Farmers have their eye on hurricanes as harvest begins
Our team in the South is watching Hurricanes Marco and Laura closely. Both are forecast to make landfall this week. Hurricane Marco is expected to make landfall first with Hurricane Laura coming midweek.
This week, XtremeAg farmers Matt Miles, Kevin Matthews, and Kelly Garrett share their crops’ progress in Arkansas, North Carolina, and Iowa. XtremeAg’s goal is to share our accumulated knowledge and experience with an online community of growers working together to be a part of a diverse, cutting-edge, unbiased knowledge pool.
A week ago, USDA’s Crop Progress Report indicated 69% of U.S. corn was in good to excellent condition. Soybeans were 72% good to excellent last Monday.
Kelly Garrett – Arion, Iowa
A fifth-generation farmer, Kelly Garrett farms corn, soybeans, and winter wheat in western Iowa.
Almost every acre we farm was touched by wind or hail from the derecho storm on August 10. There was 80 mph wind, and even stronger winds hit the eastern part of the state. Damage that I saw while traveling to Pontiac, Illinois, was like nothing I’ve seen before.
We are a bit to moderately dry depending on where you are. The subsurface drip irrigation system from Nutradrip is paying big dividends this year.
I attended the Precision Planting and Nachurs field day at the PTI farm in Pontiac, Illinois. The research they have going on was very eye-opening and informative.
XtremeAg has allowed Garrett Land and Cattle to connect with Locus Ag Solutions to be among the first in the nation to be able to market our carbon credits through the Nori system. It has been a tremendous experience to go through. Locus is the account manager that lines you up with the Nori system. It will provide an unforeseen financial gain to our farm, and I would recommend that every farmer look into the value of carbon credits on their farm.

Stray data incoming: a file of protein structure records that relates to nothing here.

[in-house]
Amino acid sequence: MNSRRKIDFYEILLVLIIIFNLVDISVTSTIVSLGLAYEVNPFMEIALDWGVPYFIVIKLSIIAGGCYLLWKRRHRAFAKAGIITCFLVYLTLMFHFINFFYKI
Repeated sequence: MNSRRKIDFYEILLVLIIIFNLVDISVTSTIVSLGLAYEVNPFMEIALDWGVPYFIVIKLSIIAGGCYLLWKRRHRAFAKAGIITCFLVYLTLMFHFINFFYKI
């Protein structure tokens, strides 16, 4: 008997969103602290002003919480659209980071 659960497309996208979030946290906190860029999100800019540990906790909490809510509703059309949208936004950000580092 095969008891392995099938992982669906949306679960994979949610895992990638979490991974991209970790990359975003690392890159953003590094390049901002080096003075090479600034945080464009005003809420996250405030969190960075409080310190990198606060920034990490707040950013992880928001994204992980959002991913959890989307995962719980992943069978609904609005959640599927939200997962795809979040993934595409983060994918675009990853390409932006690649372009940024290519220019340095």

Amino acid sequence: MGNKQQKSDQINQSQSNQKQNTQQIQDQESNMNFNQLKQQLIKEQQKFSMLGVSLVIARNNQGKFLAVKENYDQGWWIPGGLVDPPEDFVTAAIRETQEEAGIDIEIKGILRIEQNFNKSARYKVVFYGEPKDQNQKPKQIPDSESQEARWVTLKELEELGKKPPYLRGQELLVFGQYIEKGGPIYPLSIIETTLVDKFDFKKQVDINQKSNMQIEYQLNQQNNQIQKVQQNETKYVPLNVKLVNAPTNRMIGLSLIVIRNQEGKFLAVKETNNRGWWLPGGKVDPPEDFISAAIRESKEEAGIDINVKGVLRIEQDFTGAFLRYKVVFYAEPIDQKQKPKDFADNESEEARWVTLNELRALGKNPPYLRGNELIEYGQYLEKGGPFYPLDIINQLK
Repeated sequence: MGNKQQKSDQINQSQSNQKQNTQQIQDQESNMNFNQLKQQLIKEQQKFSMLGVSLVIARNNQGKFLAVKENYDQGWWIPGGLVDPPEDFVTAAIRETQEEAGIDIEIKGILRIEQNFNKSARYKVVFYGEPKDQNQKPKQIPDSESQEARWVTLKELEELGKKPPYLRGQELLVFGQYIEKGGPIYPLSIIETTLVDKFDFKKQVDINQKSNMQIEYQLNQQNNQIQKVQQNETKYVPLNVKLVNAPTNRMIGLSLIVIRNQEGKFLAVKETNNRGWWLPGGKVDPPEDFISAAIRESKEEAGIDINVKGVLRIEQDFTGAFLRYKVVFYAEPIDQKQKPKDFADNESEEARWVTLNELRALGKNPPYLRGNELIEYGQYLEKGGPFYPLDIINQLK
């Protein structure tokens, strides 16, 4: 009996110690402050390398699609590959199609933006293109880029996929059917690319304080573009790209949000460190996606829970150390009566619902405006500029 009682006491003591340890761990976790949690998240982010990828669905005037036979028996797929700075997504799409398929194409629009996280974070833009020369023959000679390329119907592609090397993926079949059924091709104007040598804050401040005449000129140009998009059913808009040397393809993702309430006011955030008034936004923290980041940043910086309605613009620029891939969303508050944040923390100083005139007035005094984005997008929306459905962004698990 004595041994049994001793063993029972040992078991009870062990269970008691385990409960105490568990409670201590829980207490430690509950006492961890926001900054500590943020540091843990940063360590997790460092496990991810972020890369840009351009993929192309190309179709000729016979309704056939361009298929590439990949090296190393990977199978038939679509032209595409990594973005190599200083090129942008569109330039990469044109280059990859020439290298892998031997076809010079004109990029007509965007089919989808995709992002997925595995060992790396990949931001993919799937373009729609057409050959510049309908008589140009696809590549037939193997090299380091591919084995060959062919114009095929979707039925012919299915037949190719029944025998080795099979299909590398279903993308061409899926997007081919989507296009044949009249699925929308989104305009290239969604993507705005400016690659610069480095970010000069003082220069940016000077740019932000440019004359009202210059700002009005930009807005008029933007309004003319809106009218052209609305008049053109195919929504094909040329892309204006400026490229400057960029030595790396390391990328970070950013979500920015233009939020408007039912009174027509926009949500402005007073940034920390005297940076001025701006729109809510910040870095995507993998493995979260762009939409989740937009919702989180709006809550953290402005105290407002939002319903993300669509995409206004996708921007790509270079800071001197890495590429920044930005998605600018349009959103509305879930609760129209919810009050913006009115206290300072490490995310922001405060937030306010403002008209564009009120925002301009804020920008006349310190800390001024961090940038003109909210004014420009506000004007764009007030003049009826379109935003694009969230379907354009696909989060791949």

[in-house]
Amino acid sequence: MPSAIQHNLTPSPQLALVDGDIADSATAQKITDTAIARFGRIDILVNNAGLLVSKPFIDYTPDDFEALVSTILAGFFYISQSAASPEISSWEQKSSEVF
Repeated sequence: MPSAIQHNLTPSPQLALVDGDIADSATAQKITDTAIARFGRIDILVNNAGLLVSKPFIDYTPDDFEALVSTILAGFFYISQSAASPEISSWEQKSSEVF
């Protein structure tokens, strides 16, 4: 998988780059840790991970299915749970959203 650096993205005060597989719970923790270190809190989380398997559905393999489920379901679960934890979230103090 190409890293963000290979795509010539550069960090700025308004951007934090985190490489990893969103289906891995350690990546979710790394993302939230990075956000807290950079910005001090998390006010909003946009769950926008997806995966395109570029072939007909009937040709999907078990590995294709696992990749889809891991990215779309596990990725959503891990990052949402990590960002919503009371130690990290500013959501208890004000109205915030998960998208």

Matt Miles – McGehee, Arkansas
Matt is a fourth-generation farmer in southeast Arkansas who grows corn, soybeans, rice, and cotton.
We began corn harvest last week on some ultra-early corn. It was around our average yield; it went through some pretty nasty weather this spring. We have started back and yields have picked up considerably on the corn that had a more normal spring. Moisture levels are running in the low 20s.
We are on the last irrigation event for the season on a large amount of our soybean acres as well as the cotton. Both of those crops look really good.
We drained rice last week, so we’ll start harvest on it in a couple weeks. It’s a week late but looks like a good crop.
Peanuts are looking good; they’re about 30 days out from harvest.
Due to the late spring, I’m afraid we’ll be harvesting multiple crops at the same time.
We currently have two storms in the Atlantic that look like they have a possibility of coming into the Gulf pretty close together. We are praying they dissipate and harm no one.
Pray for a great harvest!
Kevin Matthews – East Bend, North Carolina
Kevin and his wife, Cindy, own and operate Matthews Family Farms of North Carolina, Inc., Precision Nutrient Management, Inc., and Deep Creek Grain, Inc. in East Bend and Yadkinville.
Working to finish our fungicide application on corn and soybeans between rains. Grey leaf spot is very problematic in our bottomland corn. It is apparent which fields were sprayed on time.
Rainfall is over 12 inches in the past three weeks, and there are hurricanes in the forecast. It does not look like there’s an end in sight to the rain. Overall, the crop looks great. Corn harvest will start this week in North Carolina, but we are about one week out on our farm. Areas that typically do not yield from dry conditions have had the rainfall needed to help bring the overall field average up in our area. Anything can happen and change the outcome. We won’t count it as a great crop till it’s in the bin.
This week will be busy as we finalize grain facilities and inspect corn headers for harvest.
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